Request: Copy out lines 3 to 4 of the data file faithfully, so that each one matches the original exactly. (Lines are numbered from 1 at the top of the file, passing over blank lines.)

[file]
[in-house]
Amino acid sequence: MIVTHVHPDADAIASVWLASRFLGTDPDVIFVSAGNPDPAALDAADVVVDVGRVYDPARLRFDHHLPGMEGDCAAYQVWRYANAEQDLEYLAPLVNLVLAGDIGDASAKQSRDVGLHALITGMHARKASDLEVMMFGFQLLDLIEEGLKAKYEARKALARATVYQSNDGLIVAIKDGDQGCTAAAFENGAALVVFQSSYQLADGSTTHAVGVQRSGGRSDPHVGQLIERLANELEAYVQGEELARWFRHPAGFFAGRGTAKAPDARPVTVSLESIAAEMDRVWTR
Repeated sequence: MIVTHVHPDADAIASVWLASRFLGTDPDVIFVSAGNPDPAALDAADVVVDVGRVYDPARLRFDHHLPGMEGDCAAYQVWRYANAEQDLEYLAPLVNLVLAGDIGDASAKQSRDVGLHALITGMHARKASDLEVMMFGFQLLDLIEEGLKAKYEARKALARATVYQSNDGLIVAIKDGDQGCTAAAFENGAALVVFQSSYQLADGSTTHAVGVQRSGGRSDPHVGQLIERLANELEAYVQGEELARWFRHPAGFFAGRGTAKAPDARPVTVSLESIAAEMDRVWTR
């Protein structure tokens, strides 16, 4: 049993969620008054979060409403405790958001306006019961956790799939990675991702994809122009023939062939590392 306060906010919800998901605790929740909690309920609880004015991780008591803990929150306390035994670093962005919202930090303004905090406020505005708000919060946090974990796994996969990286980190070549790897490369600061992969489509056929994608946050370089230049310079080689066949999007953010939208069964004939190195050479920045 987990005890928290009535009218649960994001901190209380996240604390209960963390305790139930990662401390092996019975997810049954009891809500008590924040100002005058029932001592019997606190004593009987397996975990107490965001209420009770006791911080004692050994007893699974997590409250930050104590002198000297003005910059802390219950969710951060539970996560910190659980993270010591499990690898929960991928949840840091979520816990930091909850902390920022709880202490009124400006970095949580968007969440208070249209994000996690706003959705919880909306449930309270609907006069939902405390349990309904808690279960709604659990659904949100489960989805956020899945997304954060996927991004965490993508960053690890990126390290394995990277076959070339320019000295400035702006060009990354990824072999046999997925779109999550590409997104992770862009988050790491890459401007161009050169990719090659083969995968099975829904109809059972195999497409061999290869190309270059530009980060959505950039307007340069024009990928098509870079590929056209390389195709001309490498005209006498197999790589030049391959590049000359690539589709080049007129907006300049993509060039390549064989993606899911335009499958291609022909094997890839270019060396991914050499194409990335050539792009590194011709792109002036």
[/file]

Repeated sequence: MIVTHVHPDADAIASVWLASRFLGTDPDVIFVSAGNPDPAALDAADVVVDVGRVYDPARLRFDHHLPGMEGDCAAYQVWRYANAEQDLEYLAPLVNLVLAGDIGDASAKQSRDVGLHALITGMHARKASDLEVMMFGFQLLDLIEEGLKAKYEARKALARATVYQSNDGLIVAIKDGDQGCTAAAFENGAALVVFQSSYQLADGSTTHAVGVQRSGGRSDPHVGQLIERLANELEAYVQGEELARWFRHPAGFFAGRGTAKAPDARPVTVSLESIAAEMDRVWTR
């Protein structure tokens, strides 16, 4: 049993969620008054979060409403405790958001306006019961956790799939990675991702994809122009023939062939590392 306060906010919800998901605790929740909690309920609880004015991780008591803990929150306390035994670093962005919202930090303004905090406020505005708000919060946090974990796994996969990286980190070549790897490369600061992969489509056929994608946050370089230049310079080689066949999007953010939208069964004939190195050479920045 987990005890928290009535009218649960994001901190209380996240604390209960963390305790139930990662401390092996019975997810049954009891809500008590924040100002005058029932001592019997606190004593009987397996975990107490965001209420009770006791911080004692050994007893699974997590409250930050104590002198000297003005910059802390219950969710951060539970996560910190659980993270010591499990690898929960991928949840840091979520816990930091909850902390920022709880202490009124400006970095949580968007969440208070249209994000996690706003959705919880909306449930309270609907006069939902405390349990309904808690279960709604659990659904949100489960989805956020899945997304954060996927991004965490993508960053690890990126390290394995990277076959070339320019000295400035702006060009990354990824072999046999997925779109999550590409997104992770862009988050790491890459401007161009050169990719090659083969995968099975829904109809059972195999497409061999290869190309270059530009980060959505950039307007340069024009990928098509870079590929056209390389195709001309490498005209006498197999790589030049391959590049000359690539589709080049007129907006300049993509060039390549064989993606899911335009499958291609022909094997890839270019060396991914050499194409990335050539792009590194011709792109002036």